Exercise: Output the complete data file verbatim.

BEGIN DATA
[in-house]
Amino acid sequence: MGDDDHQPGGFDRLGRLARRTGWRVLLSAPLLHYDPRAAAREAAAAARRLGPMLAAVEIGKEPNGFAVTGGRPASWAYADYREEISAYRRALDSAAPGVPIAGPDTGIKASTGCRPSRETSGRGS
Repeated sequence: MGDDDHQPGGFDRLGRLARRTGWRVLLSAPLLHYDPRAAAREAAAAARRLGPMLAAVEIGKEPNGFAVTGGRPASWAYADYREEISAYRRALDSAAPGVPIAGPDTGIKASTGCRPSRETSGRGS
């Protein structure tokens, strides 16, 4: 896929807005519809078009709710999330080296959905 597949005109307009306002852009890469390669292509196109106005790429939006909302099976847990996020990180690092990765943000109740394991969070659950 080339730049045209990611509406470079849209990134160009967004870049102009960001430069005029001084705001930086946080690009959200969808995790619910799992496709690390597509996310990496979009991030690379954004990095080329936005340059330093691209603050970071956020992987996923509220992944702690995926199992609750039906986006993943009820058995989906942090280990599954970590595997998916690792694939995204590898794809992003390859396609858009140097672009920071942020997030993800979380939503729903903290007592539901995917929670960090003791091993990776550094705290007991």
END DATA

[in-house]
Amino acid sequence: MGDDDHQPGGFDRLGRLARRTGWRVLLSAPLLHYDPRAAAREAAAAARRLGPMLAAVEIGKEPNGFAVTGGRPASWAYADYREEISAYRRALDSAAPGVPIAGPDTGIKASTGCRPSRETSGRGS
Repeated sequence: MGDDDHQPGGFDRLGRLARRTGWRVLLSAPLLHYDPRAAAREAAAAARRLGPMLAAVEIGKEPNGFAVTGGRPASWAYADYREEISAYRRALDSAAPGVPIAGPDTGIKASTGCRPSRETSGRGS
């Protein structure tokens, strides 16, 4: 896929807005519809078009709710999330080296959905 597949005109307009306002852009890469390669292509196109106005790429939006909302099976847990996020990180690092990765943000109740394991969070659950 080339730049045209990611509406470079849209990134160009967004870049102009960001430069005029001084705001930086946080690009959200969808995790619910799992496709690390597509996310990496979009991030690379954004990095080329936005340059330093691209603050970071956020992987996923509220992944702690995926199992609750039906986006993943009820058995989906942090280990599954970590595997998916690792694939995204590898794809992003390859396609858009140097672009920071942020997030993800979380939503729903903290007592539901995917929670960090003791091993990776550094705290007991």